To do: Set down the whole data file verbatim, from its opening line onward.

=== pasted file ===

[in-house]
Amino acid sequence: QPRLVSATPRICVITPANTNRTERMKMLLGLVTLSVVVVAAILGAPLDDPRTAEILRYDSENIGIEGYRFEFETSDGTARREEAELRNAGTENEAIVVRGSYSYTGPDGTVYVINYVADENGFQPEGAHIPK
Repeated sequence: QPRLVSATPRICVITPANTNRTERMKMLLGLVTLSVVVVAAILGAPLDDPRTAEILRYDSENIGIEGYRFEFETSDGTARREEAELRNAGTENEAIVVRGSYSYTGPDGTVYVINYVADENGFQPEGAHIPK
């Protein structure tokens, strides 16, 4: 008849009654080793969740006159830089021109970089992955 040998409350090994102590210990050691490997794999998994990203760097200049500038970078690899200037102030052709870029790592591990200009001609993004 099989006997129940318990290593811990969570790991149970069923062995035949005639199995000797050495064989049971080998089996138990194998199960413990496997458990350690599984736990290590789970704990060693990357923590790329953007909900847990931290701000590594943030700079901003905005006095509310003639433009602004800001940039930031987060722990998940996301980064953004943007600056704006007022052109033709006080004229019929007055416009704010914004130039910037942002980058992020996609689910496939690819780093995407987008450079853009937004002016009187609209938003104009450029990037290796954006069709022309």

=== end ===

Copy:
[in-house]
Amino acid sequence: QPRLVSATPRICVITPANTNRTERMKMLLGLVTLSVVVVAAILGAPLDDPRTAEILRYDSENIGIEGYRFEFETSDGTARREEAELRNAGTENEAIVVRGSYSYTGPDGTVYVINYVADENGFQPEGAHIPK
Repeated sequence: QPRLVSATPRICVITPANTNRTERMKMLLGLVTLSVVVVAAILGAPLDDPRTAEILRYDSENIGIEGYRFEFETSDGTARREEAELRNAGTENEAIVVRGSYSYTGPDGTVYVINYVADENGFQPEGAHIPK
């Protein structure tokens, strides 16, 4: 008849009654080793969740006159830089021109970089992955 040998409350090994102590210990050691490997794999998994990203760097200049500038970078690899200037102030052709870029790592591990200009001609993004 099989006997129940318990290593811990969570790991149970069923062995035949005639199995000797050495064989049971080998089996138990194998199960413990496997458990350690599984736990290590789970704990060693990357923590790329953007909900847990931290701000590594943030700079901003905005006095509310003639433009602004800001940039930031987060722990998940996301980064953004943007600056704006007022052109033709006080004229019929007055416009704010914004130039910037942002980058992020996609689910496939690819780093995407987008450079853009937004002016009187609209938003104009450029990037290796954006069709022309």